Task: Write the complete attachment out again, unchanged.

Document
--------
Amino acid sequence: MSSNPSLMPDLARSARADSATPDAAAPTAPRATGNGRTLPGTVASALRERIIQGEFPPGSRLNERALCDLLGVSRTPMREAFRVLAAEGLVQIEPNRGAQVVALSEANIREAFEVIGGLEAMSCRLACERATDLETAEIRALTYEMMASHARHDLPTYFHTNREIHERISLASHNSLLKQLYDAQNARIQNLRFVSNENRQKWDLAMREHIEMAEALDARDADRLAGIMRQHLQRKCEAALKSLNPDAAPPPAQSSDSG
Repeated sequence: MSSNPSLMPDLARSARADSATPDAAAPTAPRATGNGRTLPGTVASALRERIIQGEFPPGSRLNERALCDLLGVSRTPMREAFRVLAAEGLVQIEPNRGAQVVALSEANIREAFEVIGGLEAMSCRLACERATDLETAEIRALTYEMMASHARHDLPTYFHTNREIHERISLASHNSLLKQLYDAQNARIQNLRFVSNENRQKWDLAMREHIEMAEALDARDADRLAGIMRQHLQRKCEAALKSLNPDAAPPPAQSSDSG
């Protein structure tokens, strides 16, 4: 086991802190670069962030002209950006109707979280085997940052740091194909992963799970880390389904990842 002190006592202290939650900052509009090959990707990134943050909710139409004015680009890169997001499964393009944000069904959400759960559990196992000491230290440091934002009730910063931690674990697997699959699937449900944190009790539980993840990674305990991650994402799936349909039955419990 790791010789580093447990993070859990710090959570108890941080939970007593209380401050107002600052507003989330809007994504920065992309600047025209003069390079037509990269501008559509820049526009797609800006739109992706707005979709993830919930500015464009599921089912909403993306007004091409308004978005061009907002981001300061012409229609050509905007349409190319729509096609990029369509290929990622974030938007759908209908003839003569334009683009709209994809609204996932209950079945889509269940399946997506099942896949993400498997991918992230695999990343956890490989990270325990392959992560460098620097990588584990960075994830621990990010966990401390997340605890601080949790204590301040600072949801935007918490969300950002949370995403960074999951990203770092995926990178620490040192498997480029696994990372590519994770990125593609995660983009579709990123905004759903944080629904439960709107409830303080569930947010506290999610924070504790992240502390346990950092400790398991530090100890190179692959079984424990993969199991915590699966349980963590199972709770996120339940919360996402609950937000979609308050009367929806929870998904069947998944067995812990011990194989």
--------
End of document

Amino acid sequence: MSSNPSLMPDLARSARADSATPDAAAPTAPRATGNGRTLPGTVASALRERIIQGEFPPGSRLNERALCDLLGVSRTPMREAFRVLAAEGLVQIEPNRGAQVVALSEANIREAFEVIGGLEAMSCRLACERATDLETAEIRALTYEMMASHARHDLPTYFHTNREIHERISLASHNSLLKQLYDAQNARIQNLRFVSNENRQKWDLAMREHIEMAEALDARDADRLAGIMRQHLQRKCEAALKSLNPDAAPPPAQSSDSG
Repeated sequence: MSSNPSLMPDLARSARADSATPDAAAPTAPRATGNGRTLPGTVASALRERIIQGEFPPGSRLNERALCDLLGVSRTPMREAFRVLAAEGLVQIEPNRGAQVVALSEANIREAFEVIGGLEAMSCRLACERATDLETAEIRALTYEMMASHARHDLPTYFHTNREIHERISLASHNSLLKQLYDAQNARIQNLRFVSNENRQKWDLAMREHIEMAEALDARDADRLAGIMRQHLQRKCEAALKSLNPDAAPPPAQSSDSG
């Protein structure tokens, strides 16, 4: 086991802190670069962030002209950006109707979280085997940052740091194909992963799970880390389904990842 002190006592202290939650900052509009090959990707990134943050909710139409004015680009890169997001499964393009944000069904959400759960559990196992000491230290440091934002009730910063931690674990697997699959699937449900944190009790539980993840990674305990991650994402799936349909039955419990 790791010789580093447990993070859990710090959570108890941080939970007593209380401050107002600052507003989330809007994504920065992309600047025209003069390079037509990269501008559509820049526009797609800006739109992706707005979709993830919930500015464009599921089912909403993306007004091409308004978005061009907002981001300061012409229609050509905007349409190319729509096609990029369509290929990622974030938007759908209908003839003569334009683009709209994809609204996932209950079945889509269940399946997506099942896949993400498997991918992230695999990343956890490989990270325990392959992560460098620097990588584990960075994830621990990010966990401390997340605890601080949790204590301040600072949801935007918490969300950002949370995403960074999951990203770092995926990178620490040192498997480029696994990372590519994770990125593609995660983009579709990123905004759903944080629904439960709107409830303080569930947010506290999610924070504790992240502390346990950092400790398991530090100890190179692959079984424990993969199991915590699966349980963590199972709770996120339940919360996402609950937000979609308050009367929806929870998904069947998944067995812990011990194989």